Sunday, 23 August 2009

Sunny spells

Summer this year?

After an astonishingly dry and nice March, an April quite as you would expect, and an excessively rainy May – when the hawthorn hesitated to go into flower but couldn’t avoid finally to blossom in that rainy period, which resulted in a much lesser amount of berries than last year – we welcomed Summer for his stay of two and a half weeks or so in early June. He must have been around since, because he popped in frequently, but always shortly, hours or even minutes would be the appropriate measurement, with only few whole days in between. That’s what they call “sunny spells” in the weather forecasts. And why July officially turned out to have been remarkably above average in rain, but also in hours of sun. August might yield similar results.

There were periods in July that felt like November, sometimes you suspected spring to be back in his April outfit, hadn’t there been the summer vegetation. Indeed, if it wasn’t for that and the day length, one could say we had three seasons around during the “summer” months. Taking into account the wetness of the ground now, one could add winter to it as well.

So lets call summer this year an erratic, unreliable, inconsistent, unpredictable, fickle visitor.

My vegetables were not so pleased about him either. Many of them do better in dry summers. When I didn’t manage to remove the Zucchini blossoms in time for example, the water that had collected in their flowers stayed there after they closed and caused them and the fruits itself to rot. In good weather the flowers would just dry and fall off.

Similar happens to the beans now, after they had started off well, now in the prolonged rain their flowers get mushy and rot instead of falling off, and a grey mould develops on them and the beans’ tips.

Remember my post about bed watching?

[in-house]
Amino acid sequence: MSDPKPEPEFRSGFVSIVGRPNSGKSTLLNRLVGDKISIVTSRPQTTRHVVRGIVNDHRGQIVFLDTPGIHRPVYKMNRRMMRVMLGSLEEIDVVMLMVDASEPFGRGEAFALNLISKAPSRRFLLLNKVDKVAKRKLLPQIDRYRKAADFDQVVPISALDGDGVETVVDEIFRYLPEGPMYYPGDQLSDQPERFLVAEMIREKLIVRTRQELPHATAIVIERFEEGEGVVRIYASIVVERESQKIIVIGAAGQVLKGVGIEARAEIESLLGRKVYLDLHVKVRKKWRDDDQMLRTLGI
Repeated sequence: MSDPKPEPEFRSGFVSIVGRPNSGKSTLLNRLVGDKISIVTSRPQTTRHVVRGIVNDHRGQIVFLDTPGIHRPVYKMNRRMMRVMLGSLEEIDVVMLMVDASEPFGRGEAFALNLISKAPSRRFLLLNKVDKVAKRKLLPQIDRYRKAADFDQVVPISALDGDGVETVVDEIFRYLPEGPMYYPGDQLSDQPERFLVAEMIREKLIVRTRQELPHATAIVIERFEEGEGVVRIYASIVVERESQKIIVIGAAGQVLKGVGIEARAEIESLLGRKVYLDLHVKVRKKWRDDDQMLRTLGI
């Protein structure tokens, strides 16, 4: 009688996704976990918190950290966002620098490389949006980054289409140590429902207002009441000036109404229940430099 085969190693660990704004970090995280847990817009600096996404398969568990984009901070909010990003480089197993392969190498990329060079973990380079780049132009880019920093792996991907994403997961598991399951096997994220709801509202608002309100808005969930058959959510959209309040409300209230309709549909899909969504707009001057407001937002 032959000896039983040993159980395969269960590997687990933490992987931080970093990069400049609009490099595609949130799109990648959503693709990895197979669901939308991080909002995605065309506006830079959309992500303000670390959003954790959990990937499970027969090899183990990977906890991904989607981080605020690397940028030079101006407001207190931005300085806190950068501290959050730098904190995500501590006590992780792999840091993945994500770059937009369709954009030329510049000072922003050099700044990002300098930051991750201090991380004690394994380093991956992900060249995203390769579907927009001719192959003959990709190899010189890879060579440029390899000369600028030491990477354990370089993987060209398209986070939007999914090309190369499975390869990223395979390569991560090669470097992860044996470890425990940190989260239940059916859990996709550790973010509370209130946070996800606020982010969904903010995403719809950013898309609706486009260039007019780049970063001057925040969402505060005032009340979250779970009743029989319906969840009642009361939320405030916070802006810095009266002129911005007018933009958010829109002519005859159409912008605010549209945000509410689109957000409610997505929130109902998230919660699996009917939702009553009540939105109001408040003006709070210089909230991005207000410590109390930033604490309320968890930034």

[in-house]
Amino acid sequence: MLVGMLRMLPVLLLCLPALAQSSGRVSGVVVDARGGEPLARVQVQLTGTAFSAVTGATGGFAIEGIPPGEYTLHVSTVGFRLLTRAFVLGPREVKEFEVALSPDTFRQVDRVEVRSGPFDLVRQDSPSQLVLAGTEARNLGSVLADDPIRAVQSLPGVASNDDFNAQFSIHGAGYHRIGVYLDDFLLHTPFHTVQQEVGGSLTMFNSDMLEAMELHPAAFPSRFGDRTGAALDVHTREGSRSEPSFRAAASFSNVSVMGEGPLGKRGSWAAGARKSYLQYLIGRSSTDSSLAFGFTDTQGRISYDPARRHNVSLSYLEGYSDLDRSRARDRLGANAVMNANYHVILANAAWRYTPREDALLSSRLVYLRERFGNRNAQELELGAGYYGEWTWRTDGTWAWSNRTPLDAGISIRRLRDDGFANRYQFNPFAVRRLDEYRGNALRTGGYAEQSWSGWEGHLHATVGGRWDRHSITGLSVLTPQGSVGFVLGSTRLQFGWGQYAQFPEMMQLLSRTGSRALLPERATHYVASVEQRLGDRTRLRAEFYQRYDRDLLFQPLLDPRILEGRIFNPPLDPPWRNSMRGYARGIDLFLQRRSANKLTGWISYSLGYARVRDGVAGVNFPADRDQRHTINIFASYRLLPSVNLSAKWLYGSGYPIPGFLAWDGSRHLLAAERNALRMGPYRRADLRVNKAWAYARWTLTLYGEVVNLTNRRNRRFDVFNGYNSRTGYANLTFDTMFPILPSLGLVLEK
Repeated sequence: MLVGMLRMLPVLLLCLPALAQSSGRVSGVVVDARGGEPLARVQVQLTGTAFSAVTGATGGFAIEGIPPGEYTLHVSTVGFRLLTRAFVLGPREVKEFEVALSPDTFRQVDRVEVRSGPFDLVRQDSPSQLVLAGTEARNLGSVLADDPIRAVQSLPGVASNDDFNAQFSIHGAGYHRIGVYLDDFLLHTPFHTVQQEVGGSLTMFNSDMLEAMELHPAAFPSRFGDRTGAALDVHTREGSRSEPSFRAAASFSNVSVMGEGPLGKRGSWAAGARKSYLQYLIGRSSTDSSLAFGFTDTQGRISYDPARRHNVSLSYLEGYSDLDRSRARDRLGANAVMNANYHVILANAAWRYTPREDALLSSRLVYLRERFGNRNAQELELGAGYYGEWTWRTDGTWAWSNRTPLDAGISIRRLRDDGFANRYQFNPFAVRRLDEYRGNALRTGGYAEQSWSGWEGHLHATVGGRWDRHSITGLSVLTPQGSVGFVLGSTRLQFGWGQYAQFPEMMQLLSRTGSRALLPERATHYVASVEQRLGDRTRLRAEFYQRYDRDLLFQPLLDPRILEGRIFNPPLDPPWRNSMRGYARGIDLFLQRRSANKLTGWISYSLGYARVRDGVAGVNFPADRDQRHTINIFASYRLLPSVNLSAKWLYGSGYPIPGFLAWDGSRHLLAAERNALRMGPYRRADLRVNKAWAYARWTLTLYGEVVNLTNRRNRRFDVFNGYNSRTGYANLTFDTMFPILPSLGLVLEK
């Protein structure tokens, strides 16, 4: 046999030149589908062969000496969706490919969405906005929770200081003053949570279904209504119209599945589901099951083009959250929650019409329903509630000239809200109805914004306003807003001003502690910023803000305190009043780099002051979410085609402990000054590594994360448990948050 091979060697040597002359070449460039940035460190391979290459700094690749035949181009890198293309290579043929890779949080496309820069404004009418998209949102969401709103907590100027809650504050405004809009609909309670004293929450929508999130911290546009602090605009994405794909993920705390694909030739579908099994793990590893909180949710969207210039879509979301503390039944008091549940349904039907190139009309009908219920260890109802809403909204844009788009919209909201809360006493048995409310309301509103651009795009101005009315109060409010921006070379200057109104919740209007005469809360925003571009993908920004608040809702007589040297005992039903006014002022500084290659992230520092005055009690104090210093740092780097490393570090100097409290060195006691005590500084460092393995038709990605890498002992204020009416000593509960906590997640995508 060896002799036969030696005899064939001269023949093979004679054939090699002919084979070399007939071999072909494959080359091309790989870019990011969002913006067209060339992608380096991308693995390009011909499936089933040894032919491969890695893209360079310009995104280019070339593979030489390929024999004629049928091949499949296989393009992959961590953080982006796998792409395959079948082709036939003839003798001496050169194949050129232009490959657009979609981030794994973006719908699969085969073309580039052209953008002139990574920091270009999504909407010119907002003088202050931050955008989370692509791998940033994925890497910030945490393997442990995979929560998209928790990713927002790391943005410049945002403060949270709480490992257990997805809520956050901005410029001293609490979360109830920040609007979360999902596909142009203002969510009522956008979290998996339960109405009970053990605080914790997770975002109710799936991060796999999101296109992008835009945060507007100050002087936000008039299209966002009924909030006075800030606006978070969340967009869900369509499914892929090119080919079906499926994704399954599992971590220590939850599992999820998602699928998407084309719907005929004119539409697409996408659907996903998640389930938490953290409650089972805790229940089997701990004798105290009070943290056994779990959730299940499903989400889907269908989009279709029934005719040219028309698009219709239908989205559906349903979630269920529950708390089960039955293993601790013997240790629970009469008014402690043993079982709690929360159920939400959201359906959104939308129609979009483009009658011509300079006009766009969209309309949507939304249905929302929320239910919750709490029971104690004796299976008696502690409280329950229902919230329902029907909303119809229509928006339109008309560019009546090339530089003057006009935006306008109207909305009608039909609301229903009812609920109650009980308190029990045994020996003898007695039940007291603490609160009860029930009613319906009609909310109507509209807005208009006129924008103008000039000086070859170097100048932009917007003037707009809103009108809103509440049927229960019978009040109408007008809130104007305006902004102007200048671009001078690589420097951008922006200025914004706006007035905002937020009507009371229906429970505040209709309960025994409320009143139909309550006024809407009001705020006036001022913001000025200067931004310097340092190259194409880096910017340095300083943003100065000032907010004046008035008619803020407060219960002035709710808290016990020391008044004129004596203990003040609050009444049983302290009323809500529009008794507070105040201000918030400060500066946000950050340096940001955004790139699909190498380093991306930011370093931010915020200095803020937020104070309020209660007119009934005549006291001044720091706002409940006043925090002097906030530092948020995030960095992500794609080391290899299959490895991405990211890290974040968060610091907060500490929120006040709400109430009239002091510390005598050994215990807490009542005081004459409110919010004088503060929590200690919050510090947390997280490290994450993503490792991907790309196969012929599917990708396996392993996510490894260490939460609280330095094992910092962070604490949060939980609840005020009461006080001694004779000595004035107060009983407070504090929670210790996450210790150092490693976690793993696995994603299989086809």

One of the beds I watched then was a stretch beside the tunnel where I had sown some annual summer flowers. In May the little plants that had emerged were drowned by the water that came down the tunnel and ran in from the concrete terrace beside it. I hadn’t seen this in years before. So I dug the little plants up carefully and made a mound with the soil, and a little trench all around it. Then I planted them all back into the mound. I was rather sceptic at the time what would come out of that. How weak they looked compared to the strong Lady's Mantle.

It turned out that the plants faced the weather and provided much joy in the last weeks. In fact they gave me the most of a summer feeling I could get this year, with the various colours and shapes of their flowers. They have grown into a nice little border – with two storeys one could say.

Godetia, Clarkias, Love in a Mist grow and flower under a canopy of Cosmos which – with their filigree leaves let enough light through to the smaller plants below.

These are just always graceful: Love in a Mist, in German called Jungfer im Gruenen

And when summer pops in for his short sunny spells, he is accompanied by most beautiful other visitors, who particularly love the Cosmos flowers, such as this Red Admiral:

Here he has unfolded:

Beautiful Peacock:

Flower sharing:

Marjoram flowers elsewhere are also buzzing with visitors during sunny spells, some of them wearing lovely patterns as well.

This Small Tortoiseshell must have had a lucky escape:

I don't know who exactly this and the following visitors are:

Here are two visitors to the Hydrangeas:

The Speckled Wood doesn’t visit flowers, but likes sunbathing sometimes.

What a joy to see them all here.
Thanks for coming!

And hopefully there will be more sunny spells that interrupt scenes like this one this morning.

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